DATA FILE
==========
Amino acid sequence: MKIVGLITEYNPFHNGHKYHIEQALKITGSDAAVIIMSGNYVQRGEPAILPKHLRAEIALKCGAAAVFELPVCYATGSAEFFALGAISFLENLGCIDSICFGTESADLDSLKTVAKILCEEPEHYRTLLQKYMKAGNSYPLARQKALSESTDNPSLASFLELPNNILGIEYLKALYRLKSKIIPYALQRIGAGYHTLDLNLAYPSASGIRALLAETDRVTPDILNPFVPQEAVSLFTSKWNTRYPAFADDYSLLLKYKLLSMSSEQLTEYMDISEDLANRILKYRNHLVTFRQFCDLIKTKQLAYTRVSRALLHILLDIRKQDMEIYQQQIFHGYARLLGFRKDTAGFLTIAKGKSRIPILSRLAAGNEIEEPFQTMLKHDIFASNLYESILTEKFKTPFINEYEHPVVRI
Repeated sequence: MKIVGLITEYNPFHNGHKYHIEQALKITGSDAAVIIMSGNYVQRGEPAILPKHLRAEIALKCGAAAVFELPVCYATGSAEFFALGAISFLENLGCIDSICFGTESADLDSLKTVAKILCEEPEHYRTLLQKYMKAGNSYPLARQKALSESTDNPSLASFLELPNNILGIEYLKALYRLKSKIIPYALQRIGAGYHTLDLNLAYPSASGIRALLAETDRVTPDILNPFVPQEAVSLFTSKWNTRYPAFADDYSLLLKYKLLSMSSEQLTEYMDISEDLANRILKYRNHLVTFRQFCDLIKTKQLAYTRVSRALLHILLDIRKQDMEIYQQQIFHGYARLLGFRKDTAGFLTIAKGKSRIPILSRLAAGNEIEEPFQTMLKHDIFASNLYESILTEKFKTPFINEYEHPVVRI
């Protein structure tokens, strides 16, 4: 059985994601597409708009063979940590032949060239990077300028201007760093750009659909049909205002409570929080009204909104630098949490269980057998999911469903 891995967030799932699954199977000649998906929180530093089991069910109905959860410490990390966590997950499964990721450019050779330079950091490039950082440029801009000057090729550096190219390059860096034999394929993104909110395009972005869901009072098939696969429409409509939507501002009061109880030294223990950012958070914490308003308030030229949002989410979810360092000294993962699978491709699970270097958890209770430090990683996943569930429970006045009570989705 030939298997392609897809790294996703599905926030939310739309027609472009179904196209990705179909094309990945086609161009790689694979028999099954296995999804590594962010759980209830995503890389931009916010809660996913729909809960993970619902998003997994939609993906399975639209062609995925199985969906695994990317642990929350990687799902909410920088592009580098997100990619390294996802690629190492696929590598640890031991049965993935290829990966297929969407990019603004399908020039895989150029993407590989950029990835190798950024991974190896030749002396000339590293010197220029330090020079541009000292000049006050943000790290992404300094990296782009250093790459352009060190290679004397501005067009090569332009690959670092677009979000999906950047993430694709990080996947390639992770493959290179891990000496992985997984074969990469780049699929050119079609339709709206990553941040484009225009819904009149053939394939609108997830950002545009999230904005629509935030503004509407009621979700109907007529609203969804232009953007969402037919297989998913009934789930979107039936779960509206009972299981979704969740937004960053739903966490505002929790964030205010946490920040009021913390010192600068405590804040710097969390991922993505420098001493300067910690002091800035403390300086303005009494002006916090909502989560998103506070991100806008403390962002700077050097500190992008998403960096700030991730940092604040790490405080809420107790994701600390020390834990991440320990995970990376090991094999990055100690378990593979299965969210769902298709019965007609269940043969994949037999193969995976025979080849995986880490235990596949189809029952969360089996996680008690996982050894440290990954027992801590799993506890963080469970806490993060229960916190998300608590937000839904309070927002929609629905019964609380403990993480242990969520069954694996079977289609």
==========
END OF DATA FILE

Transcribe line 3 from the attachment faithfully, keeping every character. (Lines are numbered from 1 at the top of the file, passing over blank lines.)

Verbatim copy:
């Protein structure tokens, strides 16, 4: 059985994601597409708009063979940590032949060239990077300028201007760093750009659909049909205002409570929080009204909104630098949490269980057998999911469903 891995967030799932699954199977000649998906929180530093089991069910109905959860410490990390966590997950499964990721450019050779330079950091490039950082440029801009000057090729550096190219390059860096034999394929993104909110395009972005869901009072098939696969429409409509939507501002009061109880030294223990950012958070914490308003308030030229949002989410979810360092000294993962699978491709699970270097958890209770430090990683996943569930429970006045009570989705 030939298997392609897809790294996703599905926030939310739309027609472009179904196209990705179909094309990945086609161009790689694979028999099954296995999804590594962010759980209830995503890389931009916010809660996913729909809960993970619902998003997994939609993906399975639209062609995925199985969906695994990317642990929350990687799902909410920088592009580098997100990619390294996802690629190492696929590598640890031991049965993935290829990966297929969407990019603004399908020039895989150029993407590989950029990835190798950024991974190896030749002396000339590293010197220029330090020079541009000292000049006050943000790290992404300094990296782009250093790459352009060190290679004397501005067009090569332009690959670092677009979000999906950047993430694709990080996947390639992770493959290179891990000496992985997984074969990469780049699929050119079609339709709206990553941040484009225009819904009149053939394939609108997830950002545009999230904005629509935030503004509407009621979700109907007529609203969804232009953007969402037919297989998913009934789930979107039936779960509206009972299981979704969740937004960053739903966490505002929790964030205010946490920040009021913390010192600068405590804040710097969390991922993505420098001493300067910690002091800035403390300086303005009494002006916090909502989560998103506070991100806008403390962002700077050097500190992008998403960096700030991730940092604040790490405080809420107790994701600390020390834990991440320990995970990376090991094999990055100690378990593979299965969210769902298709019965007609269940043969994949037999193969995976025979080849995986880490235990596949189809029952969360089996996680008690996982050894440290990954027992801590799993506890963080469970806490993060229960916190998300608590937000839904309070927002929609629905019964609380403990993480242990969520069954694996079977289609």